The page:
Karen Munro: It did naturally come out. But I would do cartoons for people for birthdays and events. And there did I was consistently doing and so there was a pressure I brought to bear on myself, but the family did expect. Well, gee I didn't get a card this year, or I didn't get something. And so there would, be this pressure to do it. And sometimes I really didn't really have an idea or didn't really want to do it. But there was that pressure, but there was certainly no pressure to go into the business. When I was in childcare. I've studied childcare for two years at Fanshawe College, decided to get out of it. And I wanted to take animation at Sheridan College in Oakville. And my parents were not really happy about that. I even asked my aunt who was an artist saying what do you think? Do you think she should be doing it? My aunt said no it's a tough life being an artist, I would recommend she not do it. And they hung up the phone within half hour, my aunt phoned back and said, ignore everything I said because if she wants to do it and be an artist, she should do it. And I made a living at it for 20 years. But it was something I really love to do.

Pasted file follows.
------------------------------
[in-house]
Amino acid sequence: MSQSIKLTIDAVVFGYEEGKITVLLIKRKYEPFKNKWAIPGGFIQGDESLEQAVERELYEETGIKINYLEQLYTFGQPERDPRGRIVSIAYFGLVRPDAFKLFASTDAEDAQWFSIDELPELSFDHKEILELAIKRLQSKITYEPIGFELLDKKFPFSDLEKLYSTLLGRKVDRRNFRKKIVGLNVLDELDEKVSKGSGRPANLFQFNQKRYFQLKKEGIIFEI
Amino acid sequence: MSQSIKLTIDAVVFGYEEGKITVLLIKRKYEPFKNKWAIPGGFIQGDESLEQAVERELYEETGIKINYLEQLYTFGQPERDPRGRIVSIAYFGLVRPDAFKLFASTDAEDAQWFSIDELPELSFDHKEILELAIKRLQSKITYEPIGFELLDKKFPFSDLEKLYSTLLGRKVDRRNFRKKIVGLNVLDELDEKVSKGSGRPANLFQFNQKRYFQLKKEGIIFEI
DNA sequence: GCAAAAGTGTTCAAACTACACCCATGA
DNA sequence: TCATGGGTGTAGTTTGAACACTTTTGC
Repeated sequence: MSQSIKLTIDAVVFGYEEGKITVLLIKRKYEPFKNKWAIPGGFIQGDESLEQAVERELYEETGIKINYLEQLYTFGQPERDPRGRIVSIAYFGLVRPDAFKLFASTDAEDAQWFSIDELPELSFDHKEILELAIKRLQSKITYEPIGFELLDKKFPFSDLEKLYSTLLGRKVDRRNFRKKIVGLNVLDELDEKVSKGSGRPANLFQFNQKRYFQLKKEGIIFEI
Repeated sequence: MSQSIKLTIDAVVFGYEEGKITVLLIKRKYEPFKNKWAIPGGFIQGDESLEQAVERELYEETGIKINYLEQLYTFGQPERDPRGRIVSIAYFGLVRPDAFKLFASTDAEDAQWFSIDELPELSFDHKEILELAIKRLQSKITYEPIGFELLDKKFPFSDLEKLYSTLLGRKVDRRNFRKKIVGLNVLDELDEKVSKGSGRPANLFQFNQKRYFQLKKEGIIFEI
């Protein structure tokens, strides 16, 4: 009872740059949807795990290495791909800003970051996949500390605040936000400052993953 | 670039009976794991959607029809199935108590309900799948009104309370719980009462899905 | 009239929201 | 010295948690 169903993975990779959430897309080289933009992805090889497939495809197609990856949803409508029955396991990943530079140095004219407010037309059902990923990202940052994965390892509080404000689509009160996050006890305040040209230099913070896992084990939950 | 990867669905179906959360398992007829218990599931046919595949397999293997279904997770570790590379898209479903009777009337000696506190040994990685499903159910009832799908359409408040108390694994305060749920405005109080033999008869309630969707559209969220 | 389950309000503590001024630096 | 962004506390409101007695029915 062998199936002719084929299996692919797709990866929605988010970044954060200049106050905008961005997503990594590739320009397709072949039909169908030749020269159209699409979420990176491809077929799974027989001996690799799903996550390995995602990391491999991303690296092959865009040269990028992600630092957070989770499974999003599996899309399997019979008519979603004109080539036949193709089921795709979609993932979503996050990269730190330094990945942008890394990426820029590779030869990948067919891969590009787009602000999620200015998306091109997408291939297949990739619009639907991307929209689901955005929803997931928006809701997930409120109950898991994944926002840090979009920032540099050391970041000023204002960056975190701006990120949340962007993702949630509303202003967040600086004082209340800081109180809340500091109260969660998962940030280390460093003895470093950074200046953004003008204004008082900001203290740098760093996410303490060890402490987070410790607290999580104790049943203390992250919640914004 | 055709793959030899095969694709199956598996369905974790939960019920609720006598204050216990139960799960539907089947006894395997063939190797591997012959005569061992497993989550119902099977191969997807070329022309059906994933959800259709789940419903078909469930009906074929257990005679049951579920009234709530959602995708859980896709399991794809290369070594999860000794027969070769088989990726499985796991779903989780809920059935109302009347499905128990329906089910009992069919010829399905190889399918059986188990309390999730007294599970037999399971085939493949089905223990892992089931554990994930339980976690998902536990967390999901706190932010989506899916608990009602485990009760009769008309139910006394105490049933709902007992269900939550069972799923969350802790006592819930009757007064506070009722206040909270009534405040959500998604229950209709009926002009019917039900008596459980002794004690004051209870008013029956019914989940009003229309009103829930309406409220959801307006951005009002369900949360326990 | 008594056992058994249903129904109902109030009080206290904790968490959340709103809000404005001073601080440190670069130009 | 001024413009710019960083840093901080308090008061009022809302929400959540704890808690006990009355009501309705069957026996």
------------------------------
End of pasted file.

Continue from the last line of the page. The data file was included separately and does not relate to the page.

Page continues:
Krista Dicks: Excellent. And so after, like, what drew you to a close of your animation like full time career, and that you'd then were interested in becoming a massage therapist or transitioning careers?